Country of origin markings have often been disputed over technical accuracy and now the Court of International Trade says certain imported goods will have to comply with a more stringent country of origin marking requirement as labels with a geographic reference were not trademarked at the time of importation.
According to international trade and customs law firm Sandler, Travis & Rosenberg (STR), the case involves 11 jeans shipments coming in from China in 2010. The jeans are marked with embroidery on the inside of the waistband that specify both the brand name and a geographical reference like “Los Angeles” or “USA.” The applications to trademark the products noted that the markings had been used in commerce since 2005, thought the trademarks were only registered in 2011.
The rule requires that the name of the country of origin in a product must be preceded by “made in,” “product of” or words to that effect if, “words or letters referencing a location other than the country of origin (e.g., “United States” or “American”) appear on an imported article or its container and may mislead the consumer as to the actual country of origin,” according to STR.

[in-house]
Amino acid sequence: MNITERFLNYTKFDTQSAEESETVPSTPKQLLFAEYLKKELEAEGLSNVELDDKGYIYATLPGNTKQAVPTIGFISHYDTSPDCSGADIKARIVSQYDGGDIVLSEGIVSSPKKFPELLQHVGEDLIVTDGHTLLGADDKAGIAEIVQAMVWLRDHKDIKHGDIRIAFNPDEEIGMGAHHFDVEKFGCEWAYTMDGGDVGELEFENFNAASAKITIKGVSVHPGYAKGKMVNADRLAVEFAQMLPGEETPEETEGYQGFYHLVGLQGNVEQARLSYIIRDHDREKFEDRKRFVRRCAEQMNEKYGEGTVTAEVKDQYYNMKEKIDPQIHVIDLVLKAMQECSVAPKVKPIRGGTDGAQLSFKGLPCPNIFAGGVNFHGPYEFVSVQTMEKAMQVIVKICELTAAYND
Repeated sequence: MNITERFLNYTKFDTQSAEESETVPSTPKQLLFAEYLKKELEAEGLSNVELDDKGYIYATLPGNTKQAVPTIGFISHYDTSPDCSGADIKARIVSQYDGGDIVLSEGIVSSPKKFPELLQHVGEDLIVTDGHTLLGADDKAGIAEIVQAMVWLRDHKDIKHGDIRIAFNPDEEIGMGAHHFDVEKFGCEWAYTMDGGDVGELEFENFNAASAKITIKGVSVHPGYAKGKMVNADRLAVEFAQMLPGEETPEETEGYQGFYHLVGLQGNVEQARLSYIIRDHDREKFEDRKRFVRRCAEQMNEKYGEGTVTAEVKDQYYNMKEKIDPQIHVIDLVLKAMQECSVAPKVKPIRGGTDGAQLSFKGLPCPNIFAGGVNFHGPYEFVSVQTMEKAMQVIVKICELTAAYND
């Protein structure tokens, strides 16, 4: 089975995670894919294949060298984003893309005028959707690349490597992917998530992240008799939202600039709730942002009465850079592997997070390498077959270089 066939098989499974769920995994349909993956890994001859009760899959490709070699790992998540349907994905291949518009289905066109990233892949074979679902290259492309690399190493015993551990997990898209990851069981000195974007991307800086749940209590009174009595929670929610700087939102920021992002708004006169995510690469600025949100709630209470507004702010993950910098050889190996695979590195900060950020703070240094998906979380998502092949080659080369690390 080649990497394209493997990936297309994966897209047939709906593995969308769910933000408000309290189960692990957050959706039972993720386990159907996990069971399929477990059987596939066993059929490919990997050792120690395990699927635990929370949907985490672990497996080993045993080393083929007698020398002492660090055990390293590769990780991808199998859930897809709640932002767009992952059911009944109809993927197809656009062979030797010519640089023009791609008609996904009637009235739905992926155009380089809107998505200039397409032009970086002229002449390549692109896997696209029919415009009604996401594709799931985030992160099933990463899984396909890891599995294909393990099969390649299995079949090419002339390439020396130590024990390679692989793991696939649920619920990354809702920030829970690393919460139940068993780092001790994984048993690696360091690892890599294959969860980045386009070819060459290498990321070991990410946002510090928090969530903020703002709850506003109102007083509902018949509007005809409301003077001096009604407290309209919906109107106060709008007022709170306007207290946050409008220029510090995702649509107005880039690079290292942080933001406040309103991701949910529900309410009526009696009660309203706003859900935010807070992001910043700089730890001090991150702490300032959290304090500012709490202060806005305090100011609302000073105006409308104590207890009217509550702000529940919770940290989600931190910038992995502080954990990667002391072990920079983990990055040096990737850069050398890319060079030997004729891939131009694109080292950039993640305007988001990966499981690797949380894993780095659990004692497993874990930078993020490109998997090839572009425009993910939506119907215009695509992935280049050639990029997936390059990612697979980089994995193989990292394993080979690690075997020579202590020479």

A separate rule states, however, that “when ‘United States,’ ‘America’ or the name of a U.S. location appears as part of a trademark or trade name, the associated good must be legibly, conspicuously and permanently marked to indicate the name of the country of origin of the article, preceded by ‘made in,’ ‘product of’ or similar words in close proximity or some other conspicuous location.”
The importers felt the less stringent origin marking should apply to the jeans because “trademark” isn’t defined in the ruling, but the court held that the more stringent rule should be applied because the jeans displaying two of the marks were added before the trademark applications were submitted, and that the jeans weren’t in compliance with the regulation because their country of origin labels weren’t close to the potentially confusing markings.